Atmospheric YA story deftly dips into the past to navigate fraught nature of modern teenage friendships

New Haven, CT – Critically acclaimed author Chandra Prasad (Damselfly) returns with Mercury Boys (Aug. 3, 2021, SoHo Teen), an evocative YA story with a historical twist that’s filled with first loves, the struggle to adapt, and the imperious world of young female friendships.

16-year-old Saskia Brown finds herself struggling to fit into her new school not only as a transplant, but also as a biracial teen in a predominantly white town. However, she finds solace in her only friend, Lila, and a tattered old daguerreotype of Robert Cornelius, a brilliant young inventor from the nineteenth century. While visiting Lila at a local university library, Saskia does something dangerous–she touches a vial of liquid mercury. That same night she has a dream that she’s transported to the 1800s and meets Robert Cornelius himself–a dream so realistic she wonders if maybe she’s stumbled upon a way to time travel.

Excited for her new friendship and the potential to make more friends, she shares her startling discovery with Paige Sampras, the most popular girl in school. Their new group steals vials of liquid mercury and various daguerreotypes to form the Mercury Boys Club, a secret society in which girls visit their “forever boyfriends” at night and divulge their juicy adventures the next day. At first, the Mercury Boys Club yields camaraderie and sisterhood, but soon it takes a turn for the worse as harsh rules are enforced and cruel initiations demanded. It’s not long before casual friendships turn ugly and jealous, and Saskia faces unexpected peril within her new friend group.

With the unexpected and creative force of Miss Peregrine’s Home for Wayward Children and the edgy, suspenseful impact of The Fever, Mercury Boys is a gripping, timely, and compelling YA adventure that explores the all too obscure in-betweens that exist between race, gender, and identity, past and present, and childhood and adulthood.

“Mercury Boys”
Chandra Prasad | Aug. 3, 2021 | SoHo Teen
Hardcover | 978-1641292658 | $18.99
Ebook | B08MQ5VWRN | $10.99
Young Adult science fiction

More about Chandra Prasad:

Chandra Prasad is the author of the critically acclaimed novels On Borrowed Wings, Death of a Circus, Breathe the Sky, and Damselfly, a female-driven young adult text used both individually in classrooms and in parallel with Lord of the Flies. Prasad is also the editor of—and a contributor to—Mixed, the first-ever anthology of short stories on the multiracial experience. Being half-Asian herself, Prasad has long acknowledged the dearth of significant mixed-race characters in literature, especially for teens and children, and has sought to bring awareness to this issue. For this reason, Prasad chose multiracial protagonists for both her YA novels, Damselfly and Mercury Boys.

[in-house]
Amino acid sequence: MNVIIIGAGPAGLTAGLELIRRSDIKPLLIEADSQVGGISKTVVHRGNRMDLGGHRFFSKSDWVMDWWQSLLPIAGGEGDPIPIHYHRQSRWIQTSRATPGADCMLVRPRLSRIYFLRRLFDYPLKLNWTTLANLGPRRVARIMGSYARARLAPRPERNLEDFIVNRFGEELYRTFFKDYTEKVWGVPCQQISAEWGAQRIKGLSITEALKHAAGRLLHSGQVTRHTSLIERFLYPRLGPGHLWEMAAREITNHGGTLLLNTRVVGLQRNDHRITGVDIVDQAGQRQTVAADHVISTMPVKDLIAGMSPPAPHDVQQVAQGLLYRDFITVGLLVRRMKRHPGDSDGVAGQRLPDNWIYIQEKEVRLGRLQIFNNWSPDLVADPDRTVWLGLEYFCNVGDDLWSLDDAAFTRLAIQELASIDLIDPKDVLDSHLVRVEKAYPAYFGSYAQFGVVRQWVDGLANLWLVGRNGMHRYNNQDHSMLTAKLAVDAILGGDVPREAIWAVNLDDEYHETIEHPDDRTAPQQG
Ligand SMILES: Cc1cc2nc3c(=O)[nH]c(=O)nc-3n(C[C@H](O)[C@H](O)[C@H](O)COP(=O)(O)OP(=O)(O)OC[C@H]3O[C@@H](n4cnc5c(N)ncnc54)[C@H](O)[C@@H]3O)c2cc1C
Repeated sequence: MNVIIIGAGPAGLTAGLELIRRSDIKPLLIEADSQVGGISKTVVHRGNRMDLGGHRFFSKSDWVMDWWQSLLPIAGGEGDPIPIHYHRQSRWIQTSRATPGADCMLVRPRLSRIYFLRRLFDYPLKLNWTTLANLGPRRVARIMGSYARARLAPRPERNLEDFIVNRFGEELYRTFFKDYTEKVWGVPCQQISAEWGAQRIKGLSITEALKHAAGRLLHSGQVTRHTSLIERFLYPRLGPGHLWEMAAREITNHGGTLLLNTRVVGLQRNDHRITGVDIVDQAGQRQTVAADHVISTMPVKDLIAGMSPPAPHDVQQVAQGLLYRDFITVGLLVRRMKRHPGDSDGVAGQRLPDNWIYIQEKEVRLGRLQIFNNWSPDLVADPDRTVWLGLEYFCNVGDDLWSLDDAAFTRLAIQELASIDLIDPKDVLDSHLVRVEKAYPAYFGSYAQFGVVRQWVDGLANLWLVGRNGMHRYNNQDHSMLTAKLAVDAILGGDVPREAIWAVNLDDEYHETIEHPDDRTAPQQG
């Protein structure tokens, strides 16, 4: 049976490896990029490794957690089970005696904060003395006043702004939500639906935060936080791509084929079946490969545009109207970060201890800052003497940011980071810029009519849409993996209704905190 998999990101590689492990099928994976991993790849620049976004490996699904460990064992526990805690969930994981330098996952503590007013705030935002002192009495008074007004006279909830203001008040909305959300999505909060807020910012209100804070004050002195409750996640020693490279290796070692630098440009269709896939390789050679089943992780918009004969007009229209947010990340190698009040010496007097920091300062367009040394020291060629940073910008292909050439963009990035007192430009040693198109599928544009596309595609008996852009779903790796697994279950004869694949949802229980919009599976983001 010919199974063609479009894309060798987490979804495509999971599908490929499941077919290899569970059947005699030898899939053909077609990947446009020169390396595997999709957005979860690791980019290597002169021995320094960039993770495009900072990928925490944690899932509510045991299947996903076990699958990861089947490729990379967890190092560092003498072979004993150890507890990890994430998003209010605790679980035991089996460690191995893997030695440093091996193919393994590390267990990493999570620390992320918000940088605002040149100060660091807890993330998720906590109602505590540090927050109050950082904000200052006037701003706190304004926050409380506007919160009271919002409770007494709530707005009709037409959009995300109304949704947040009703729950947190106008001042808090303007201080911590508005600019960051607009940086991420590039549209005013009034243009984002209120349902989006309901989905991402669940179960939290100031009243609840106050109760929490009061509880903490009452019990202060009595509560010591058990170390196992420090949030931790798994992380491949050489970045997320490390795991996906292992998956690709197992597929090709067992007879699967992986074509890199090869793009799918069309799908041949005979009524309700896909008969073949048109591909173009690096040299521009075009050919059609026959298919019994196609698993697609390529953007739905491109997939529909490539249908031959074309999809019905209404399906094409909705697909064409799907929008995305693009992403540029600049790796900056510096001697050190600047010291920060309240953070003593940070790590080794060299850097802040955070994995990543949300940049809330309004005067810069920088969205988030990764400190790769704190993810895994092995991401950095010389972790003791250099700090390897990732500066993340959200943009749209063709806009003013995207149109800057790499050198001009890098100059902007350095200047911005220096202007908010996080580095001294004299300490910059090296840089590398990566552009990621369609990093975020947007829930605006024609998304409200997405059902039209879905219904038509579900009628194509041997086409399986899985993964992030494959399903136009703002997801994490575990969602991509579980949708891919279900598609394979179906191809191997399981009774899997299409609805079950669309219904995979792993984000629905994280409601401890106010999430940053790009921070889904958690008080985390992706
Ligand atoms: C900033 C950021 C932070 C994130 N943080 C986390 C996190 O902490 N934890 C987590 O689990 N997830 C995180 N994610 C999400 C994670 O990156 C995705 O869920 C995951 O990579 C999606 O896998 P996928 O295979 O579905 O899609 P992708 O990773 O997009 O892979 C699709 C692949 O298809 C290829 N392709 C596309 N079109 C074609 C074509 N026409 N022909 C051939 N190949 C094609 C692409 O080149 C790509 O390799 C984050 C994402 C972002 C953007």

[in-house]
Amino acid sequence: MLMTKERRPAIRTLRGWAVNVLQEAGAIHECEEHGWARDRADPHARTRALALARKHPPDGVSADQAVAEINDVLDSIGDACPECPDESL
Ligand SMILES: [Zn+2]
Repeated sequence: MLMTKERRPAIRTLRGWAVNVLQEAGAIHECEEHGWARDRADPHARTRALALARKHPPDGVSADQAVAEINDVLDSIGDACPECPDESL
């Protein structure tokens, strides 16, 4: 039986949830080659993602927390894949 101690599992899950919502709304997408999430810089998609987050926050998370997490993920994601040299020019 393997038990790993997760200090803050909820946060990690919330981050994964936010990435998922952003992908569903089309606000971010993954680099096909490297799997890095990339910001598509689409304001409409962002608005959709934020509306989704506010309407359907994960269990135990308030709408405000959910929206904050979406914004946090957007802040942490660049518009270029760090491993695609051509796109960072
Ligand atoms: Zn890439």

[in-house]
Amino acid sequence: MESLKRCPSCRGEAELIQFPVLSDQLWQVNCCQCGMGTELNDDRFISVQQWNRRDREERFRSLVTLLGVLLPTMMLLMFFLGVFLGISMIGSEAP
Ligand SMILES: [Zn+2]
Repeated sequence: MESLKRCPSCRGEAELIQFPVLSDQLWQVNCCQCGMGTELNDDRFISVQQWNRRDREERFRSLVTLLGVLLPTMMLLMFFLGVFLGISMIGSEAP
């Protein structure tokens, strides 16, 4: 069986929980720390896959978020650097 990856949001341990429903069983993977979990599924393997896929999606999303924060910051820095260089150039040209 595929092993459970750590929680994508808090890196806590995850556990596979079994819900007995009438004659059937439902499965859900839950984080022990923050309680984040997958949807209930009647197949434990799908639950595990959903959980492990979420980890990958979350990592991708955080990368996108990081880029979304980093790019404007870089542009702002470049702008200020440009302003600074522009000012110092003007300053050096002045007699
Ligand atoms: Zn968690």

Prasad’s shorter works have appeared in The Wall Street Journal, The New York Times, The New York Times Magazine, The Week, and Teen Voices. She is also a contributor to New Haven Noir, a short story anthology edited by Amy Bloom, and the author of a how-to guide for young jobseekers. A graduate of Yale, Prasad is currently working on several books and writing projects. She lives in Connecticut with her husband, sons, and assorted pets. Find out more at

Follow Chandra on social media:
Twitter: @chandrabooks
Instagram: @chandraprasadbooks
TikTok: @chandraprasadbooks

In an interview, Chandra can discuss:

  • Her first YA novel, Damselfly, and its usage in classrooms as a teaching tool, often in concert with Lord of the Flies
  • The growing use of classic and modern YA texts in high schools as parallel or linked texts
  • The importance of the #WeNeedDiverseBooks and #DisruptTexts movements
  • Why she has focused on strong and diverse female characters and on the intersections of race, class, sexuality, and gender in identity
  • The soaring population of young multracial readers who lack books with multracial characters or focus
  • The challenges teen girls face today, and how literature can both illuminate and address these challenges